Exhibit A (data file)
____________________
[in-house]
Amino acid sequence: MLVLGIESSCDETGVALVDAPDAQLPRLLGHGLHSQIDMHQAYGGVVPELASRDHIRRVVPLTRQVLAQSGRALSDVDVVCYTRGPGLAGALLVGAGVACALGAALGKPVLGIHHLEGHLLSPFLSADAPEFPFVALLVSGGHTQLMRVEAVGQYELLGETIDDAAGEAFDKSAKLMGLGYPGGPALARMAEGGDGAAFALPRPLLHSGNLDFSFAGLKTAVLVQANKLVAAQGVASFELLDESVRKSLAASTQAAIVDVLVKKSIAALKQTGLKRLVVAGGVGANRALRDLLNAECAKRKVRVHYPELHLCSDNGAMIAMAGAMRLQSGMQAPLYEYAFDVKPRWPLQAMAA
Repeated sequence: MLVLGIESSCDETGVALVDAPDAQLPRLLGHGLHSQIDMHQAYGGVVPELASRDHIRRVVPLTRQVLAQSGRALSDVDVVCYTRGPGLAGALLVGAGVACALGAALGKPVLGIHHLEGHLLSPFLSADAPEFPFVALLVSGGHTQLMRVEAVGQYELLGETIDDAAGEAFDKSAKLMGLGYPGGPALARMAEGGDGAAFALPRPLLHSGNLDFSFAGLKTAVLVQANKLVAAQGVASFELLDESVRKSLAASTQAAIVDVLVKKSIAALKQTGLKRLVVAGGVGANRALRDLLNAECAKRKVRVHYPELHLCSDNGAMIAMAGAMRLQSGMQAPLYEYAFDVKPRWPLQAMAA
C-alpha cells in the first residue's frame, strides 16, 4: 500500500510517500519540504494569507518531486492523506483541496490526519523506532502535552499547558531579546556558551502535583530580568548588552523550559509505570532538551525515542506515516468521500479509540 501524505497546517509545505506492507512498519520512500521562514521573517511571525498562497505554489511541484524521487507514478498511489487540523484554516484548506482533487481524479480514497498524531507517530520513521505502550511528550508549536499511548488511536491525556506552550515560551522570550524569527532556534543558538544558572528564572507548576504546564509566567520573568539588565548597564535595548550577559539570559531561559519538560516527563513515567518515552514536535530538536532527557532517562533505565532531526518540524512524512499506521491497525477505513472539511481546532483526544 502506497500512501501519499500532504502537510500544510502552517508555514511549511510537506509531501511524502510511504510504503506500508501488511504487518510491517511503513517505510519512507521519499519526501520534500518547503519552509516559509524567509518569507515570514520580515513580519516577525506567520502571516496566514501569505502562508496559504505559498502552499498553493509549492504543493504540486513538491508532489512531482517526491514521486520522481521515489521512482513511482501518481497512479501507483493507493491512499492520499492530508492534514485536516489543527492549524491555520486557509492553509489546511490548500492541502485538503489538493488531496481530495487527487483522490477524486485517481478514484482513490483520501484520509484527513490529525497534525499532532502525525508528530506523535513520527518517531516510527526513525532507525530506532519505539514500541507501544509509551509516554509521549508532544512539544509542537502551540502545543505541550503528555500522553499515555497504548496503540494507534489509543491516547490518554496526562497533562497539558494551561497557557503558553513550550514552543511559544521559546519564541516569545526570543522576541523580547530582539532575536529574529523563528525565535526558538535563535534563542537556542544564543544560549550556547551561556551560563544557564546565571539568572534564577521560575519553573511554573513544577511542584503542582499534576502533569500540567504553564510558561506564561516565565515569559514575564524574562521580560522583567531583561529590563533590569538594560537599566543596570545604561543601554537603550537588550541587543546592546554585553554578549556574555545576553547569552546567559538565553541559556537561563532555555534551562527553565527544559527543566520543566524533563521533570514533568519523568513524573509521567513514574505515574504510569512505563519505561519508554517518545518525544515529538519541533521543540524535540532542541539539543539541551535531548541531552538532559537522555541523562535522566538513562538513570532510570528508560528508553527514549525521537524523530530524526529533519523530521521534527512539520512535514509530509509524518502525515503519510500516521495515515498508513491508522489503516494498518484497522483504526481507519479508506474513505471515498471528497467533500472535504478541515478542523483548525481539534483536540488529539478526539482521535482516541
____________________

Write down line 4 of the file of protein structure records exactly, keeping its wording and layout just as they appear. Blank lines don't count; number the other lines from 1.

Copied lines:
C-alpha cells in the first residue's frame, strides 16, 4: 500500500510517500519540504494569507518531486492523506483541496490526519523506532502535552499547558531579546556558551502535583530580568548588552523550559509505570532538551525515542506515516468521500479509540 501524505497546517509545505506492507512498519520512500521562514521573517511571525498562497505554489511541484524521487507514478498511489487540523484554516484548506482533487481524479480514497498524531507517530520513521505502550511528550508549536499511548488511536491525556506552550515560551522570550524569527532556534543558538544558572528564572507548576504546564509566567520573568539588565548597564535595548550577559539570559531561559519538560516527563513515567518515552514536535530538536532527557532517562533505565532531526518540524512524512499506521491497525477505513472539511481546532483526544 502506497500512501501519499500532504502537510500544510502552517508555514511549511510537506509531501511524502510511504510504503506500508501488511504487518510491517511503513517505510519512507521519499519526501520534500518547503519552509516559509524567509518569507515570514520580515513580519516577525506567520502571516496566514501569505502562508496559504505559498502552499498553493509549492504543493504540486513538491508532489512531482517526491514521486520522481521515489521512482513511482501518481497512479501507483493507493491512499492520499492530508492534514485536516489543527492549524491555520486557509492553509489546511490548500492541502485538503489538493488531496481530495487527487483522490477524486485517481478514484482513490483520501484520509484527513490529525497534525499532532502525525508528530506523535513520527518517531516510527526513525532507525530506532519505539514500541507501544509509551509516554509521549508532544512539544509542537502551540502545543505541550503528555500522553499515555497504548496503540494507534489509543491516547490518554496526562497533562497539558494551561497557557503558553513550550514552543511559544521559546519564541516569545526570543522576541523580547530582539532575536529574529523563528525565535526558538535563535534563542537556542544564543544560549550556547551561556551560563544557564546565571539568572534564577521560575519553573511554573513544577511542584503542582499534576502533569500540567504553564510558561506564561516565565515569559514575564524574562521580560522583567531583561529590563533590569538594560537599566543596570545604561543601554537603550537588550541587543546592546554585553554578549556574555545576553547569552546567559538565553541559556537561563532555555534551562527553565527544559527543566520543566524533563521533570514533568519523568513524573509521567513514574505515574504510569512505563519505561519508554517518545518525544515529538519541533521543540524535540532542541539539543539541551535531548541531552538532559537522555541523562535522566538513562538513570532510570528508560528508553527514549525521537524523530530524526529533519523530521521534527512539520512535514509530509509524518502525515503519510500516521495515515498508513491508522489503516494498518484497522483504526481507519479508506474513505471515498471528497467533500472535504478541515478542523483548525481539534483536540488529539478526539482521535482516541